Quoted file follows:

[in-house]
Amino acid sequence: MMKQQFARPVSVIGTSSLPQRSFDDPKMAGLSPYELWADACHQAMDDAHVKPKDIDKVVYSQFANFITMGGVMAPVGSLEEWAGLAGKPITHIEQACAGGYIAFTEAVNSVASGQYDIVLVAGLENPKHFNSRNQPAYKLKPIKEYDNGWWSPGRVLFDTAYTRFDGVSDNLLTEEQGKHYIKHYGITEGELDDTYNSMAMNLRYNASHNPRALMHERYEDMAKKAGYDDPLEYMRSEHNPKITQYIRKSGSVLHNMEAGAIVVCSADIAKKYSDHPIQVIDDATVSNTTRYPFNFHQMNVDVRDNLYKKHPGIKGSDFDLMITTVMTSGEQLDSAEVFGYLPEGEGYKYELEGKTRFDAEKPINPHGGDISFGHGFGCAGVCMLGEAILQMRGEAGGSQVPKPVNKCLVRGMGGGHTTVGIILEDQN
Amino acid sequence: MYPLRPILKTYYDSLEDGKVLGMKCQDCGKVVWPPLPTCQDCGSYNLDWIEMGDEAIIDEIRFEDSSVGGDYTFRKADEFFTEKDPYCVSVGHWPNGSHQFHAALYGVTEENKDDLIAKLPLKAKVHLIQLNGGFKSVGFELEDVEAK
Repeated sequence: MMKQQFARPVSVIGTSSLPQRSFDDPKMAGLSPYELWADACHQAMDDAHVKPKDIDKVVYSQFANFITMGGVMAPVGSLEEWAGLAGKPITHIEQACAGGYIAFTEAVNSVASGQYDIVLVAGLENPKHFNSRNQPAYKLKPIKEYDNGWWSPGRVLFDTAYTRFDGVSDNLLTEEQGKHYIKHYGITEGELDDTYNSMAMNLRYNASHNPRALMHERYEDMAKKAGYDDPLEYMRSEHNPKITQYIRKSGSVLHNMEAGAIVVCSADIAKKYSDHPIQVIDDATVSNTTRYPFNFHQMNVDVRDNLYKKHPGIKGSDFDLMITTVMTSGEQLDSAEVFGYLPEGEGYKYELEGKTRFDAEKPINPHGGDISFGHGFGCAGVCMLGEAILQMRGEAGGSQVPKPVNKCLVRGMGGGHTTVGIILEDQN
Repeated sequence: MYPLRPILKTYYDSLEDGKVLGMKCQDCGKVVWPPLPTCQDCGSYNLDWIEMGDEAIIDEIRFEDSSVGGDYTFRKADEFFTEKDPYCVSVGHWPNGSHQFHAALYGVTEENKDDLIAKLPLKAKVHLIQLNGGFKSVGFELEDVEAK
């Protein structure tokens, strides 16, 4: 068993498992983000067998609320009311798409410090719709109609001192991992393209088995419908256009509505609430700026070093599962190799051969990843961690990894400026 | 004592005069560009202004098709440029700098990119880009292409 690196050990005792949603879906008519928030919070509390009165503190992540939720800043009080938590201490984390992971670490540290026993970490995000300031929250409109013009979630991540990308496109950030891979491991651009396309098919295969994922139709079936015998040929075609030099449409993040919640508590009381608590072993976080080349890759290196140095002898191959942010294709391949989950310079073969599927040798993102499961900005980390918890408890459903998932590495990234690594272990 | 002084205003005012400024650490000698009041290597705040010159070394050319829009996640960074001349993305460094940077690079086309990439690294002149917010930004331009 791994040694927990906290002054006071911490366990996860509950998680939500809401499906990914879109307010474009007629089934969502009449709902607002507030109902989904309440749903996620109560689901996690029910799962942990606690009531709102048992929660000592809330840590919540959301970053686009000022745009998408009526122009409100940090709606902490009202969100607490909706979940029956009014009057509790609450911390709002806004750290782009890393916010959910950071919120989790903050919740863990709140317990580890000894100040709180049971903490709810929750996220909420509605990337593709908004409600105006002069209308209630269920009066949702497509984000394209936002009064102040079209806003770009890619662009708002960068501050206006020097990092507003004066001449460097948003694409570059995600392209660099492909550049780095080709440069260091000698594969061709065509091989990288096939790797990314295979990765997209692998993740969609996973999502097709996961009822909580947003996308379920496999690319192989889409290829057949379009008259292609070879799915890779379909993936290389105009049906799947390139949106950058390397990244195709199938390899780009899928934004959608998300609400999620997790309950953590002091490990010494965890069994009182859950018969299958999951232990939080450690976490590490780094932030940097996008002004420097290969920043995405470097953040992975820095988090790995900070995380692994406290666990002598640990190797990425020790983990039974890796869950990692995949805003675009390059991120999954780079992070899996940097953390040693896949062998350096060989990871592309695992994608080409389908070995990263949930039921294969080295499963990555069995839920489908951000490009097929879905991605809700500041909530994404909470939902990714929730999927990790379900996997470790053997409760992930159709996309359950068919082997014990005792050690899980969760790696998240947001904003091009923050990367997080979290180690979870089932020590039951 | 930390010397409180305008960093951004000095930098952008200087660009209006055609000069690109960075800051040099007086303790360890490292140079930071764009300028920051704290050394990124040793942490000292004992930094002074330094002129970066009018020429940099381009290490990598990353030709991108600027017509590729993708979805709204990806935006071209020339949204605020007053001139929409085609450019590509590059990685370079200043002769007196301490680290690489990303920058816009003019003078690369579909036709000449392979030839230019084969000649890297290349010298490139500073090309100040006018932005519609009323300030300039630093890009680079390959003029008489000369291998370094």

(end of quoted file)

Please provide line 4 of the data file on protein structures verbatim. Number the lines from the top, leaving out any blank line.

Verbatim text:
Repeated sequence: MMKQQFARPVSVIGTSSLPQRSFDDPKMAGLSPYELWADACHQAMDDAHVKPKDIDKVVYSQFANFITMGGVMAPVGSLEEWAGLAGKPITHIEQACAGGYIAFTEAVNSVASGQYDIVLVAGLENPKHFNSRNQPAYKLKPIKEYDNGWWSPGRVLFDTAYTRFDGVSDNLLTEEQGKHYIKHYGITEGELDDTYNSMAMNLRYNASHNPRALMHERYEDMAKKAGYDDPLEYMRSEHNPKITQYIRKSGSVLHNMEAGAIVVCSADIAKKYSDHPIQVIDDATVSNTTRYPFNFHQMNVDVRDNLYKKHPGIKGSDFDLMITTVMTSGEQLDSAEVFGYLPEGEGYKYELEGKTRFDAEKPINPHGGDISFGHGFGCAGVCMLGEAILQMRGEAGGSQVPKPVNKCLVRGMGGGHTTVGIILEDQN